In order to secure the liner 26 to the tubing during the operation of running the liner into the hole, the lower end of the tubing string may be provided with left hand threads 36 adapted to be threaded into a boss formed on a plate 38 secured as by welding to the inside of the liner 26. The plate 38 is provided with a center opening in alignment with the tubing 30. If desired, a portion of the screen 28 below the plate 38 may be previously filled with a quantity of gravel 40 held in place by means of a slotted or perforated plate 42.

In order to center the upper end of the liner 26 around the tubing 30 and to prevent gravel, when passing downwardly through the casing, from entering the upper end of the liner, a closure member 44 is secured as by welding to the tubing 30 and is provided with a downwardly extending interior boss portion 46 adapted to fit within the upper end of the liner.. The method of securing the liner 26 to the tubing 30 by means of the threaded section 36 and the provision of the closure member 44 does not form a part of this invention, and are thoroughly described and illustrated in the Patent Number 2,198,573, granted April 23, 1940, to E. L. Davis, H. S. Cole, Jr., W. E. Larson and N. C. Wells.

After the liner has been placed in the hole in the manner illustrated in Figure. 1, a quantity of granular material such as gravel 48 is circulated into the hole through the space between the casing and the liner 30. The gravel may be circulated into the hole by means of a carrier liquid such as oil or mud, the carrier liquid entering the lower portion of the screen 28 below the plate 38 and passing upwardly to the surface through the opening in the plate 38 and the tubing 30. Although this is the preferred method of placing the gravel in the hole, other methods may be used without departing from the scope of the invention.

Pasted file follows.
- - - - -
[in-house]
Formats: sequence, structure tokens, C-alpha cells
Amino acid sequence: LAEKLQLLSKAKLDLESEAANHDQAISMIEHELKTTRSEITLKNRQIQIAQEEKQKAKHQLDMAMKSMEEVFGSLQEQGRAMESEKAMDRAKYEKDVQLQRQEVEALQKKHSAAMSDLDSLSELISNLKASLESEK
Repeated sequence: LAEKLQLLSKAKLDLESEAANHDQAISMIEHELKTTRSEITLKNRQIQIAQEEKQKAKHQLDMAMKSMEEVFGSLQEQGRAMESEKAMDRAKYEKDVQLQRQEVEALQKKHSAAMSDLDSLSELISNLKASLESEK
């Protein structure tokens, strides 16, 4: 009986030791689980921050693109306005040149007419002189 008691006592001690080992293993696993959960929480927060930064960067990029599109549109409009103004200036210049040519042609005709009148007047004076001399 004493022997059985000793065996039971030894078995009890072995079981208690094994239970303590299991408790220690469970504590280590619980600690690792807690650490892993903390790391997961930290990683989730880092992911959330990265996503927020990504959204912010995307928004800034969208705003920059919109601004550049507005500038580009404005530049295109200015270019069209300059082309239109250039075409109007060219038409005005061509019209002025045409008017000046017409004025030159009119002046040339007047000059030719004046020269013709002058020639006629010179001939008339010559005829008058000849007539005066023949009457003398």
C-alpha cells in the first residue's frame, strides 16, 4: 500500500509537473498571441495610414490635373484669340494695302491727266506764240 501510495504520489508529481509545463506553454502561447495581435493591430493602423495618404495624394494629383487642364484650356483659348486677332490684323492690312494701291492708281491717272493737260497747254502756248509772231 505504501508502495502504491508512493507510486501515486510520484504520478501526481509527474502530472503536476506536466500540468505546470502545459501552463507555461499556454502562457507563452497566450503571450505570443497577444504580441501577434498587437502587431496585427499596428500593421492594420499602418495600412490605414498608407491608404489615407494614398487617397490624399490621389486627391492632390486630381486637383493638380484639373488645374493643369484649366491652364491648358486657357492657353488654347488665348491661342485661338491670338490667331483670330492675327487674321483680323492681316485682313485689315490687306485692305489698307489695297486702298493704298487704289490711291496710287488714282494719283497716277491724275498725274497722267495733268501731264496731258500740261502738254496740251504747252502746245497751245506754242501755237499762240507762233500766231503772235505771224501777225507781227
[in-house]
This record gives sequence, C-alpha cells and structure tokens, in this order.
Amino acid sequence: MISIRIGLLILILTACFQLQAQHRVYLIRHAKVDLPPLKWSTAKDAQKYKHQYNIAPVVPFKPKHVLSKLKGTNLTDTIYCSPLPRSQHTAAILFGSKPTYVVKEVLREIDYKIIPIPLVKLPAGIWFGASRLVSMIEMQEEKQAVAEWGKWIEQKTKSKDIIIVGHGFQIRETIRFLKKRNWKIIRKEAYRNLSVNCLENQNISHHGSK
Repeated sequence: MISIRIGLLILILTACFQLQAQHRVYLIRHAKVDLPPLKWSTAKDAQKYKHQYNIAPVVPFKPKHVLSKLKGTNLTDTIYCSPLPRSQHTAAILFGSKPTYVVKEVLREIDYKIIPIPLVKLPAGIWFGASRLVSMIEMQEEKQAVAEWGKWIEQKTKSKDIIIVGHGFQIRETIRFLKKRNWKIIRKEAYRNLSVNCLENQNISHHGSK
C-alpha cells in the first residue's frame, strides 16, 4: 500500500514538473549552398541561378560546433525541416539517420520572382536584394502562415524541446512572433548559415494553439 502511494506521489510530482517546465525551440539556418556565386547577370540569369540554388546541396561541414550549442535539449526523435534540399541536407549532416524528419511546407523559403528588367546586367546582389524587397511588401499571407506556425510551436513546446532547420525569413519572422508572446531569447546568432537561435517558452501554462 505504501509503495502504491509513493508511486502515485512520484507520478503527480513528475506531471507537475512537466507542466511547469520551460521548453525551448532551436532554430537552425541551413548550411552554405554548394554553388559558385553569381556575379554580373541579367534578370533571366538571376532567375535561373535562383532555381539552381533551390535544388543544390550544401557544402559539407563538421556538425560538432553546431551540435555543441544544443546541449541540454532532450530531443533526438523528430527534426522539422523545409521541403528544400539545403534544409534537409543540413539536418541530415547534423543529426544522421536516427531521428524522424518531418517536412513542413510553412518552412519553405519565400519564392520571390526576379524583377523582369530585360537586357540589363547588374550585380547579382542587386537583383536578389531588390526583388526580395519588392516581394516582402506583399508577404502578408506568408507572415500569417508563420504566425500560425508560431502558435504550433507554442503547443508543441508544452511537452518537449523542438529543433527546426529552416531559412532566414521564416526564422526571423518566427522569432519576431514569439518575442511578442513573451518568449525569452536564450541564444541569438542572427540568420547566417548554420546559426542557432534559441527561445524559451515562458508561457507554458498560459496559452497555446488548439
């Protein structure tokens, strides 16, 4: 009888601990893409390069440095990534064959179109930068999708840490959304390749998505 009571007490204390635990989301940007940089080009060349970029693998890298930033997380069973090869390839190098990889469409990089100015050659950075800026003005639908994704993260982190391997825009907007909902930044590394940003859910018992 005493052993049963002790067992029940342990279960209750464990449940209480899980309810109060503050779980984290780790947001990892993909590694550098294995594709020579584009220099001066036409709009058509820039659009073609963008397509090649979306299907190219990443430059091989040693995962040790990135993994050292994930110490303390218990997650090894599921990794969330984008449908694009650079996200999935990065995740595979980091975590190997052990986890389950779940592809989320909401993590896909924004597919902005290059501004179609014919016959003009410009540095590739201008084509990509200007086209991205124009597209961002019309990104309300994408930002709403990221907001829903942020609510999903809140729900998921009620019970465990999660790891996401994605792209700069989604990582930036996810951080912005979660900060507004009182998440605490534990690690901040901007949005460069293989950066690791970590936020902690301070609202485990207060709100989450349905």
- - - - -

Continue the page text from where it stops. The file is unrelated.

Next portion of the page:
In Figure 2 the gravel 48 is shown filling the annular space in the underreamed hole portion 18 and sufficient gravel will be used so that it will extend upwardly in the annular space between the casing section 22 and the upper portion of the liner 26. After the gravel has been placed the tubing 30 is rotated so as to unscrew the connection 36, after which the tubing string can be withdrawn from the hole. A joint of 6% inch casing or other pipe 50 having a slip type casing bowl 52 on the bottom is then run into the hole on drill pipe or tubing.

After the casing bowl has engaged and surrounded the upper end of the liner 26, the liner is preferably pulled upwardly one or two feet so as to pack off the space between the inside of the bowl 52 and the upper end of the liner 26. The liner is then hung in tension from the casing 20 by means of any suitable type of liner hanger 54. The drill pipe or tubing will then be removed from the casing section 50 in the usual manner and when this operation has been completed, the well will be ready to be placed on production.

It will be observed that with the method of completing a well such as has been described, a liner can be used which is considerably larger than could otherwise be used within a given size hole and casing. The stepped or enlarged casing section 22 will provide sufficient annular space for the gravel to extend upwardly around the upper portion of the liner 26.